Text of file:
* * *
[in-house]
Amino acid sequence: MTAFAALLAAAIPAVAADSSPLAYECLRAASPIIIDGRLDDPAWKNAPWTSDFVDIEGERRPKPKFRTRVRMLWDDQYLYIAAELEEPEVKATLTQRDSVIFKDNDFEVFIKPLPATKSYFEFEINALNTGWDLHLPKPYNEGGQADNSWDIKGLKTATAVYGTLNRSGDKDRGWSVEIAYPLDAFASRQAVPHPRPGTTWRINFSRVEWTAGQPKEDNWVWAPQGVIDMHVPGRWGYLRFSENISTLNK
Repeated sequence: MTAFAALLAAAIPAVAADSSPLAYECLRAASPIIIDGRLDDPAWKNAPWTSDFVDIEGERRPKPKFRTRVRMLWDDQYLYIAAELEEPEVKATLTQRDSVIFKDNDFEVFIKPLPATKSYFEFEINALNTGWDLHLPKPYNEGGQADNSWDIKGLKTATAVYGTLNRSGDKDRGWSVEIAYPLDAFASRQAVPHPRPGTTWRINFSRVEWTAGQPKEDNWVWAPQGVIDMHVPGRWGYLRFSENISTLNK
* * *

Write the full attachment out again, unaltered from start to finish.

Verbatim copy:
[in-house]
Amino acid sequence: MTAFAALLAAAIPAVAADSSPLAYECLRAASPIIIDGRLDDPAWKNAPWTSDFVDIEGERRPKPKFRTRVRMLWDDQYLYIAAELEEPEVKATLTQRDSVIFKDNDFEVFIKPLPATKSYFEFEINALNTGWDLHLPKPYNEGGQADNSWDIKGLKTATAVYGTLNRSGDKDRGWSVEIAYPLDAFASRQAVPHPRPGTTWRINFSRVEWTAGQPKEDNWVWAPQGVIDMHVPGRWGYLRFSENISTLNK
Repeated sequence: MTAFAALLAAAIPAVAADSSPLAYECLRAASPIIIDGRLDDPAWKNAPWTSDFVDIEGERRPKPKFRTRVRMLWDDQYLYIAAELEEPEVKATLTQRDSVIFKDNDFEVFIKPLPATKSYFEFEINALNTGWDLHLPKPYNEGGQADNSWDIKGLKTATAVYGTLNRSGDKDRGWSVEIAYPLDAFASRQAVPHPRPGTTWRINFSRVEWTAGQPKEDNWVWAPQGVIDMHVPGRWGYLRFSENISTLNK